The Big Deflationary Downwave Quick Reference Guide...Tuesday July 21, 2015 14:12
originally published July 17th, 2015
Click here for a printable version of this article.
We are believed to be on the verge of another deflationary downwave, similar to or more severe than the one which drove the dollar spike – and commodity slump – between July of last year and March, and caused by an intensification of the debt crisis, with increasing capital flight out of Europe and into dollar assets as the EU crumbles. More QE will not save the situation, as it is already discredited and will have no more effect than trying to inflate a tire or rubber boat that has a big hole in it.
It is understood that in this modern age many readers have a very limited attention span, due to time constraints and the tendency to multi-task. For this reason this update is being kept short and to the point. It is intended to make plain in the clearest possible manner the scenario that is expected to unfold in the coming months. So let’s get to it.
The only way to purge debt is to retrench – curb spending and balance the books. Modern governments have sought to avoid this responsibility for years now, by cheating and printing money out of nothing, because they are not subject to the discipline of a gold standard. The result of this is a towering debt and derivatives mountain that is set to bury them, despite their meddling in the markets to keep interest rates at zero to stop the debt compounding. Debt to GDP levels have risen to unsustainable levels in many countries around the world. This is why economies are weakening and standards of living are dropping, and the problem has now caught up with China. We are now caught in a downward deflationary spiral and it won’t stop until the debt is purged or written off. The astronomic magnitude of the debt means that the situation could quickly get out of control leading to a global economic calamity. Few investments will be spared as the liquidation intensifies, and the dollar will be the prime beneficiary of this especially as a torrent of funds will flee Europe as it backslides into chaos.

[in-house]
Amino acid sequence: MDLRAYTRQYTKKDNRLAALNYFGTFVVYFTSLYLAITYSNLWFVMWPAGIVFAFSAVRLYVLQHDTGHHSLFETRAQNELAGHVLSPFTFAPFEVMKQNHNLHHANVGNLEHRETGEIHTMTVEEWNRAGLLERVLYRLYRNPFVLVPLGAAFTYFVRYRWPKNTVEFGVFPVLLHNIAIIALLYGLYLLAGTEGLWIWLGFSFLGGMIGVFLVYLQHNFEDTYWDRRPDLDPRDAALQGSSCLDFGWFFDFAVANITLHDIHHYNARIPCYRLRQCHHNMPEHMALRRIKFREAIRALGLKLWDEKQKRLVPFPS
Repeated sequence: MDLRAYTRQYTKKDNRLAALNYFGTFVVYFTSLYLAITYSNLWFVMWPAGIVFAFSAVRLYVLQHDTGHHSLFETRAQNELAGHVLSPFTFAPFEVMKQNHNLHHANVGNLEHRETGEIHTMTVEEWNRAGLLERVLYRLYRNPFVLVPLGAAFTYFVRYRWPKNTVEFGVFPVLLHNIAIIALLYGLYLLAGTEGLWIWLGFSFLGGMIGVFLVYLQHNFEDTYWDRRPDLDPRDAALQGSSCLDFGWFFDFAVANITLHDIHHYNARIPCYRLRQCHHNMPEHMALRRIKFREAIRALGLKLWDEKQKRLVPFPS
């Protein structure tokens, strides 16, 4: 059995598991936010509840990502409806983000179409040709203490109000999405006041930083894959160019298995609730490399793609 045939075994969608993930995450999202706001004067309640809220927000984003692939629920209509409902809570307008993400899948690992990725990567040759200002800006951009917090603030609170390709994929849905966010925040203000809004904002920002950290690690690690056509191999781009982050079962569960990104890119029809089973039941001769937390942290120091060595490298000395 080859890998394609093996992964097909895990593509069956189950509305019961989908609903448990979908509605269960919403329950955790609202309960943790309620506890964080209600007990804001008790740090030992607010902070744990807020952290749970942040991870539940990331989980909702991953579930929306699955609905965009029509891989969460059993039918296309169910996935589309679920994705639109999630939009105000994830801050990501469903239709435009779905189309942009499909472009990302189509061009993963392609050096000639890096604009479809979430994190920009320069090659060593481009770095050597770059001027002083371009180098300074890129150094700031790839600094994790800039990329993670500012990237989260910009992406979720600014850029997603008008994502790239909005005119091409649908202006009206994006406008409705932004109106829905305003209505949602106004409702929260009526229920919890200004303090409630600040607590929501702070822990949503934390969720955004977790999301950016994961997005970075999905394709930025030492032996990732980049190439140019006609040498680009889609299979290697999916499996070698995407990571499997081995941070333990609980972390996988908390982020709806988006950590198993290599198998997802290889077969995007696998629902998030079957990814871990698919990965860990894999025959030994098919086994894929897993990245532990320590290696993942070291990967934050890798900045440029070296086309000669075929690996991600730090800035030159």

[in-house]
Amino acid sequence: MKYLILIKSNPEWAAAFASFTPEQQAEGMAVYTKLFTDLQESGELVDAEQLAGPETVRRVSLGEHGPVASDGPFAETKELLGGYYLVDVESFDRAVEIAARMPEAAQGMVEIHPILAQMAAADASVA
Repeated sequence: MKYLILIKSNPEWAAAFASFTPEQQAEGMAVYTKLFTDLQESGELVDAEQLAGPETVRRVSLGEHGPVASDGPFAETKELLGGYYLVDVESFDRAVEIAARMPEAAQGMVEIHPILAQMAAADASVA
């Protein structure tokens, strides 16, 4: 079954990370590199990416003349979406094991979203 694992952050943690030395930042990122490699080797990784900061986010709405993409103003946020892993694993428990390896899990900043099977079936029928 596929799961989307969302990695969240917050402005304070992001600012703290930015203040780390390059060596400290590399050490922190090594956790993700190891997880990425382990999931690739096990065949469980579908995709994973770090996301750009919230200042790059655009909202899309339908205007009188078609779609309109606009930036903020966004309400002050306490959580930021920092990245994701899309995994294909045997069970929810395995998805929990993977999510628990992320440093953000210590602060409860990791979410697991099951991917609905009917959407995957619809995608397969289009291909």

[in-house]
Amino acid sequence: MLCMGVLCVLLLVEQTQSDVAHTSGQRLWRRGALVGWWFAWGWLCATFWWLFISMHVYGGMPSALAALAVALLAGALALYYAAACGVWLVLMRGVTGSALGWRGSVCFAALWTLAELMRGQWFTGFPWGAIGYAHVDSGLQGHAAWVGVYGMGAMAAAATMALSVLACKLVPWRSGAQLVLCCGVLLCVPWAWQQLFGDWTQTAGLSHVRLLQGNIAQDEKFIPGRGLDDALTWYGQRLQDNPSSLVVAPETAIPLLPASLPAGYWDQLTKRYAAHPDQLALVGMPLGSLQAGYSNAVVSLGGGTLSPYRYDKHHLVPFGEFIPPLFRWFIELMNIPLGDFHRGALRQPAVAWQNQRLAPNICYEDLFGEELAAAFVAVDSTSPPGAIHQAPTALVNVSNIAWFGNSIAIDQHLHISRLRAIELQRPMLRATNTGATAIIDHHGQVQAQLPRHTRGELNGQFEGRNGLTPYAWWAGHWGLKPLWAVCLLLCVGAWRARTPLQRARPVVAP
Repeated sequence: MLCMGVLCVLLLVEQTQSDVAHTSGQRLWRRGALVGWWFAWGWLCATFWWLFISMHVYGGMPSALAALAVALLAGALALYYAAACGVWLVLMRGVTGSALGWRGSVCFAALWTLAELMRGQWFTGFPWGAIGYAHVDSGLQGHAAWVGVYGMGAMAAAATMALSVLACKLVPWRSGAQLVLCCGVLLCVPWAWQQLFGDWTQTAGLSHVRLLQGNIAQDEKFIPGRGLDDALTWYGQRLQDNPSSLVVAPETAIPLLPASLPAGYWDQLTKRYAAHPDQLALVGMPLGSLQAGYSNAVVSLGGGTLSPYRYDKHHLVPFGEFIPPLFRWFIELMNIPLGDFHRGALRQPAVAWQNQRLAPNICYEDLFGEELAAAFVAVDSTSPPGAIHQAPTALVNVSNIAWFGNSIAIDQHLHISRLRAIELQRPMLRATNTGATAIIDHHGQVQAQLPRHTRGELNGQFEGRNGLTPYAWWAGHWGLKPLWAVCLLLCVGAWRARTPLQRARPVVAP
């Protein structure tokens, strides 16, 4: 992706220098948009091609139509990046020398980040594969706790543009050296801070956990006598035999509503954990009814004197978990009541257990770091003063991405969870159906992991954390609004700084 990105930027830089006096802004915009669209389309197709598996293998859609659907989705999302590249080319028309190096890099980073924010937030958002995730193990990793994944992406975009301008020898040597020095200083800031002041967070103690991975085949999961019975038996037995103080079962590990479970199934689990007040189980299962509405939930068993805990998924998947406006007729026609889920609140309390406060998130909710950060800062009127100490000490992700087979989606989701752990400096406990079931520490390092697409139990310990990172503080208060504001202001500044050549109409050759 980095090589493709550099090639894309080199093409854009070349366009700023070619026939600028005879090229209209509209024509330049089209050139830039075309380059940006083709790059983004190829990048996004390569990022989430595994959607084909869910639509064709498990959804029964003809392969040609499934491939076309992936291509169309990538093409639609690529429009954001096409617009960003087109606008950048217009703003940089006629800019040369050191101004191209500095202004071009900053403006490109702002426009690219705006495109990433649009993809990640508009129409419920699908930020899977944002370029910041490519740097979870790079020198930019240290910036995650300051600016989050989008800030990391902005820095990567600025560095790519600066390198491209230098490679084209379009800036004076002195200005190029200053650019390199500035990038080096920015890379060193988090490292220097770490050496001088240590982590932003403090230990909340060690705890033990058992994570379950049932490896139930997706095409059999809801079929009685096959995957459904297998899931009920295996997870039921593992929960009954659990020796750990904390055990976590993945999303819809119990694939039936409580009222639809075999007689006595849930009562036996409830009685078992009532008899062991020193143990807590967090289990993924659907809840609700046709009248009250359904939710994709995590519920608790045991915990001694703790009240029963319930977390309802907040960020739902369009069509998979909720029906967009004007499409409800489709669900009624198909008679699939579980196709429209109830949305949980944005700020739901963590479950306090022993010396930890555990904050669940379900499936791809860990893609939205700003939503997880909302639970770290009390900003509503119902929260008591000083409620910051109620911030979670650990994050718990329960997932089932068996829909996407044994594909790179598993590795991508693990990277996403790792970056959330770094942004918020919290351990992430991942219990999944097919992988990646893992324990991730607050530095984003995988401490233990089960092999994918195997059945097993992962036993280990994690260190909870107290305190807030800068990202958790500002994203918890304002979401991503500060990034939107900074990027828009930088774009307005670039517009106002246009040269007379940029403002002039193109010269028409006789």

That’s enough of an introduction, now let’s look at the charts starting with the dollar.
The dollar index chart looks very positive, with it now breaking out upside from a Triangular consolidation that allowed its earlier heavily overbought condition to unwind. Note the strongly bullish alignment of its moving averages. It is now in position to take off and this upleg is likely to be as big as the one that ran from last July to March – or bigger – meaning that it could advance towards 120.
Of course, a big reason for the dollar’s strength is the malaise of the dying euro (the dollar index is made up 57% of the euro), with the bungling incompetent actions of the EU’s leaders in respect to Greece making plain to the world that they are unfit for office, and that the European Union will probably eventually unravel. Having seen what was done to Greece, we can be in no doubt that the leaders of Italy, Portugal, Spain will be considering their options. The euro look set to drop hard as shown on its 2-year chart below.
Of course a strongly rising dollar will wreak havoc on commodity prices, as it did when it rose strongly the last time, from July of last year through March. The commodity index shown below should plunge as shown by the red arrow.
Copper appears to have been marking out a massive top pattern on its long-term charts, and it looks set to plunge to strong support at its 2008 crash lows in the $1.25 area, and perhaps lower. Its COTs are currently quite bullish, so we may see a relief rally at some point. However, its key support has already failed some time ago and it is now very vulnerable.
The oil chart has some similarities with copper, which is because they are both dropping due to deflation. Oil looks set to be particularly hard hit and may drop into the mid-$20’s.
Gold, which has been struggling to find a footing for 2 years now, is expected to be forced into another downleg by another strong dollar upleg, and should drop to the $850 - $100 area, probably nearer to $850.
Silver will crash support and drop towards the lower boundary of its long-term downtrend channel, which means it may drop to below $10.
The scenario set out here is a grim prospect, it is true, because of its implications for many aspects of life, but it will considerably easier if you are on the right side of the trade – and we plan to be.
End of update.
By Clive Maund